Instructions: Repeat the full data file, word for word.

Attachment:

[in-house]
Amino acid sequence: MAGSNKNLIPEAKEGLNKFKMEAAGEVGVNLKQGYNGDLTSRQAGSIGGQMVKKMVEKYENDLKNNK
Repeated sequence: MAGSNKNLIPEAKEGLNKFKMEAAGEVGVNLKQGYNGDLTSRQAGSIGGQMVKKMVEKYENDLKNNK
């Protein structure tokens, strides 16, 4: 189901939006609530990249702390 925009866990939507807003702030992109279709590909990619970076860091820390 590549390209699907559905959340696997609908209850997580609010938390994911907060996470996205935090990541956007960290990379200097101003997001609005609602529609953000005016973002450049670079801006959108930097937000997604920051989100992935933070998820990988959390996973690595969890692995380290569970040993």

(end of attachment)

[in-house]
Amino acid sequence: MAGSNKNLIPEAKEGLNKFKMEAAGEVGVNLKQGYNGDLTSRQAGSIGGQMVKKMVEKYENDLKNNK
Repeated sequence: MAGSNKNLIPEAKEGLNKFKMEAAGEVGVNLKQGYNGDLTSRQAGSIGGQMVKKMVEKYENDLKNNK
């Protein structure tokens, strides 16, 4: 189901939006609530990249702390 925009866990939507807003702030992109279709590909990619970076860091820390 590549390209699907559905959340696997609908209850997580609010938390994911907060996470996205935090990541956007960290990379200097101003997001609005609602529609953000005016973002450049670079801006959108930097937000997604920051989100992935933070998820990988959390996973690595969890692995380290569970040993």